Revolutionary new technologies developed over the past decade have completely changed the way humans communicate and transact business. Not exactly late-breaking news for most people of the world . . . except for those who are supposed to be marketing to them. While consumers, customers, and marketplaces have adapted to these new realities, most marketers have not.
Renowned marketing expert Tim Pearson explains why you need to sever your ties to the comfortable old ways of marketing--and bring your company's marketing into the twenty-first century.
Too many marketers still operate as if strategy necessarily depends upon predetermined budgets; advertising is the catch-all to every problem; and marketing results can't be measured. It all adds up to the age-old belief that marketing is an art, not a science--which couldn't be further from the truth.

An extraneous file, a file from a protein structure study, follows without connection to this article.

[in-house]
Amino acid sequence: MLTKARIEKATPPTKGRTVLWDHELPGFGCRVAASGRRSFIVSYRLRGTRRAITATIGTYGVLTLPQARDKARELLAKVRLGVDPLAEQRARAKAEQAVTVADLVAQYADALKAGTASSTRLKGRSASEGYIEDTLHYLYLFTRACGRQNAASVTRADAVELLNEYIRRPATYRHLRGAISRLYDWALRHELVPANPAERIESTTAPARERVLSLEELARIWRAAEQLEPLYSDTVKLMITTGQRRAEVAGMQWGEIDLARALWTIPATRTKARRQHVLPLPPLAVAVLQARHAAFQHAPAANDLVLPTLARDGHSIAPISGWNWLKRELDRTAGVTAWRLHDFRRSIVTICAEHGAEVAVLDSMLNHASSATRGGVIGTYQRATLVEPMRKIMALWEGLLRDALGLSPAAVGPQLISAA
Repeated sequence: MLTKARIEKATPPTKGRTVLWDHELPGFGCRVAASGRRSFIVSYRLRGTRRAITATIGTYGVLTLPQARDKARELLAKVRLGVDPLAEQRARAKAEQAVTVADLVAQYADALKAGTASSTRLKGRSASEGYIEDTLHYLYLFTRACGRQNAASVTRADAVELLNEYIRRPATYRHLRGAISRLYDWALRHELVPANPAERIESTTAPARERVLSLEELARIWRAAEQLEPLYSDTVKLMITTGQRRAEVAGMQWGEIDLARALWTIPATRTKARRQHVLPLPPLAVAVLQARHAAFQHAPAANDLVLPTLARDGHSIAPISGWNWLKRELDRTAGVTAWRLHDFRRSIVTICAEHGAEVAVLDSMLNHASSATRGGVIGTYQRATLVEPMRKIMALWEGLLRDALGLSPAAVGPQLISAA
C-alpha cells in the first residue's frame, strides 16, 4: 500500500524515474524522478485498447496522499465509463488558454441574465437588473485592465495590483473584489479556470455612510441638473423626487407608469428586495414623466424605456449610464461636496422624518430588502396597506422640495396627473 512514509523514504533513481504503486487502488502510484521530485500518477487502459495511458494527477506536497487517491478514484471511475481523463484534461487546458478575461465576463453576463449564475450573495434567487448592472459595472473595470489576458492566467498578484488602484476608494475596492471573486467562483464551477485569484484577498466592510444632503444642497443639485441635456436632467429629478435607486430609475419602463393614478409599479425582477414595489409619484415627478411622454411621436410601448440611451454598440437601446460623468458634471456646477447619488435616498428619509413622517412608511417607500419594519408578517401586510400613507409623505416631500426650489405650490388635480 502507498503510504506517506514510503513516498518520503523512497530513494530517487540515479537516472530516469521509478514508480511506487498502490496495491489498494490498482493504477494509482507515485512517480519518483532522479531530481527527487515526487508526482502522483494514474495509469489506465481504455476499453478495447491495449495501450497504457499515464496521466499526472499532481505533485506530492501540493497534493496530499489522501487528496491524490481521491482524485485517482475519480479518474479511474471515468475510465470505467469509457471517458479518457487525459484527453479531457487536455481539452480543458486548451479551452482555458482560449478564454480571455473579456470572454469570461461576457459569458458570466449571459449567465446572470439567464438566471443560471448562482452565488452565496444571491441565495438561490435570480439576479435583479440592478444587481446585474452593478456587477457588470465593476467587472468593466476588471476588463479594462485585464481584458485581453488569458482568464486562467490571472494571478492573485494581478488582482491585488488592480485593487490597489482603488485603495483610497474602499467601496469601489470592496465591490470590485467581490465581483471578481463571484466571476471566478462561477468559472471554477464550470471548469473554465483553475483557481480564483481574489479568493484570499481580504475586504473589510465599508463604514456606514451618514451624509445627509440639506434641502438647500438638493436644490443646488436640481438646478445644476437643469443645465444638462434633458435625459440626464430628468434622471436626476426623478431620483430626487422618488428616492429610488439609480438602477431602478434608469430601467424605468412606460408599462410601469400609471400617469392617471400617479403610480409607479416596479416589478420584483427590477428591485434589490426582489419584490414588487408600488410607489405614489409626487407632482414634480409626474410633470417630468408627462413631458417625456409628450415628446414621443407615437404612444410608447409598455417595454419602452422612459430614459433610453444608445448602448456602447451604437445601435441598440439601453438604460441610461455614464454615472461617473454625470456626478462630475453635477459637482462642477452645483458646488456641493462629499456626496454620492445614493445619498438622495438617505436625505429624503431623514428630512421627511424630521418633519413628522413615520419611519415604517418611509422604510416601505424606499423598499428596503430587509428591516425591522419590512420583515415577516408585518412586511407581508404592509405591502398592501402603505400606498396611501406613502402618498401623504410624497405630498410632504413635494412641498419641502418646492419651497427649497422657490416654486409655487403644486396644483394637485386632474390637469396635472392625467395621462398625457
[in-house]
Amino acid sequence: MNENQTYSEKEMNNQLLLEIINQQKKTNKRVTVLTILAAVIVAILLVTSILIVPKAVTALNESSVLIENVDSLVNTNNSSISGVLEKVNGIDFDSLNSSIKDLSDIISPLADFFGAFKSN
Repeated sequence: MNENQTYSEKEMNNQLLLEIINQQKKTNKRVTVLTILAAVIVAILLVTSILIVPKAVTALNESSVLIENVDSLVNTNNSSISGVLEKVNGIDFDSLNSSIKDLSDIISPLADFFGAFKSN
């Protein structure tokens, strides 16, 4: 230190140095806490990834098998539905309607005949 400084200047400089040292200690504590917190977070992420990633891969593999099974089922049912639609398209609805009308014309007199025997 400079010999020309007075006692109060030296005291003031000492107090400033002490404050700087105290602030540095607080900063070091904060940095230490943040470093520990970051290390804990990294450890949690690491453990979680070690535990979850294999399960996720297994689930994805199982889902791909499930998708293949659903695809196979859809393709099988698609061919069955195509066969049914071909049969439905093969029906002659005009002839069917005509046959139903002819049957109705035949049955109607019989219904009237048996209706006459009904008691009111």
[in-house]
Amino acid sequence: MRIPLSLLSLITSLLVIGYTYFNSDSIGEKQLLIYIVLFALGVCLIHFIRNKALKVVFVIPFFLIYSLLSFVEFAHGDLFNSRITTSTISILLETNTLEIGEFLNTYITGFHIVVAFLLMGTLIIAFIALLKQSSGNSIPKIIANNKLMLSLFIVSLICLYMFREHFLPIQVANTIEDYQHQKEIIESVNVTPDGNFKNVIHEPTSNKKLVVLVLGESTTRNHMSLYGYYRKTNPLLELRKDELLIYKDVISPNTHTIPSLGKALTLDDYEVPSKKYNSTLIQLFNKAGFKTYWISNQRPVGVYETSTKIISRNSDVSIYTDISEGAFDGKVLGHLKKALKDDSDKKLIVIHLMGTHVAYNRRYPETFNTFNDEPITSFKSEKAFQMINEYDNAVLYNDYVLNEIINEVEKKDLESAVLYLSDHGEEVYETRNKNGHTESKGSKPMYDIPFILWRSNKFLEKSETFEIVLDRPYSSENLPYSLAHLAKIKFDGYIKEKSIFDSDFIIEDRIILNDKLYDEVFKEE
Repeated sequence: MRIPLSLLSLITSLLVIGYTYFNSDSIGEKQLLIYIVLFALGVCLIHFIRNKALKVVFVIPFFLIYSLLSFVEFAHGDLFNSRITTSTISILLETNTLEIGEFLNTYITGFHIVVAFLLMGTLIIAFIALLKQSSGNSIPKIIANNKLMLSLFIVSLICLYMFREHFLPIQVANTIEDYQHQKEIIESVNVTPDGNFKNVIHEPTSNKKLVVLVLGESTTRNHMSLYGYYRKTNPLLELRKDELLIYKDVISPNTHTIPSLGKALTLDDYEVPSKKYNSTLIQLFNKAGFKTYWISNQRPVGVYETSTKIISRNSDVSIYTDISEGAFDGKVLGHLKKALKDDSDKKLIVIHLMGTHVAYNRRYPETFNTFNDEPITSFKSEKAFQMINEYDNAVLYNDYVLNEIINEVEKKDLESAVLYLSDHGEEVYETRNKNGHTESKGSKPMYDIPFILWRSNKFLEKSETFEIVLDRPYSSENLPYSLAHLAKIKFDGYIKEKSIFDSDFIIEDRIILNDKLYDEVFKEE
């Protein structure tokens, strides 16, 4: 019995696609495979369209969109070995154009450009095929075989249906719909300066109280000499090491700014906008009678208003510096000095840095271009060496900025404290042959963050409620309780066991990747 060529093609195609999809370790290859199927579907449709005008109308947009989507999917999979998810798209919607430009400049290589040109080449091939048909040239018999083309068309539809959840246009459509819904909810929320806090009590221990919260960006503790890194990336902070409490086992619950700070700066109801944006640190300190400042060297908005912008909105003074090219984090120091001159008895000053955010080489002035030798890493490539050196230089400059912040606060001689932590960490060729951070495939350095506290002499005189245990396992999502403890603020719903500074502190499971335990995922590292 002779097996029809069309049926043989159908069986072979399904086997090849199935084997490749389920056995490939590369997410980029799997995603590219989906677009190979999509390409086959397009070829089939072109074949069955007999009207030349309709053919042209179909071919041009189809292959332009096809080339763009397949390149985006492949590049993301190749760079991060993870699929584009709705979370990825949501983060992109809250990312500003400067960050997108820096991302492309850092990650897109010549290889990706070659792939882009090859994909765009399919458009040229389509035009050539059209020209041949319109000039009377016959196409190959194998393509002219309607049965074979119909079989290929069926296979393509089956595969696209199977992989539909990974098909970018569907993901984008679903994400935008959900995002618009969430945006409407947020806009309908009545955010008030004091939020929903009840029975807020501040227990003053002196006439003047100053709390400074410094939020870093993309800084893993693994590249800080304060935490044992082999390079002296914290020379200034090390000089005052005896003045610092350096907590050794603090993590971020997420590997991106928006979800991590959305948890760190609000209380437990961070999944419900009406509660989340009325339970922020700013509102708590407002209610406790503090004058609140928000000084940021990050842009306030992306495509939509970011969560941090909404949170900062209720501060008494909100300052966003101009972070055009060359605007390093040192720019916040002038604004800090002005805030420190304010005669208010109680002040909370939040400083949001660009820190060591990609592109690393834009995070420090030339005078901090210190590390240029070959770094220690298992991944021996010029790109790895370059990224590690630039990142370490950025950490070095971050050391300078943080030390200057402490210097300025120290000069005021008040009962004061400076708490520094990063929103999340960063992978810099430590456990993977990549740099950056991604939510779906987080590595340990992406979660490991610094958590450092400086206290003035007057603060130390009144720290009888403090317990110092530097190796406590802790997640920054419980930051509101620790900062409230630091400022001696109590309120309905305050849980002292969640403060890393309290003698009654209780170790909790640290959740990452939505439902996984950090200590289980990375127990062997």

"The Old Rules of Marketing Are Dead" is a road map for breaking out of old, established--and increasingly ineffective--routines and reinventing your organization's marketing by: Positioning marketing as a business partner--not as a tool for meeting a strategic objective Holding marketing accountable for results with the application of hard data-- not vague qualitative measurements Providing leadership within your organization--not following the direction of everyone else
From research frameworks and concept development to planning, budgeting, media placement, and program implementation, marketers have not kept up--to the detriment of themselves and their companies. Completely revamping old-school marketing is the only way to drive profitable sales, create growing brands, and increase market share in today's post-Great Recession business landscape.
Pearson calls for nothing short of a marketing revolution. You must throw out almost everything you hold dear and embrace technology, a new role in business, and real accountability. "The Old Rules of Marketing Are Dead" has what you need to reinvent your products, your services--and your future.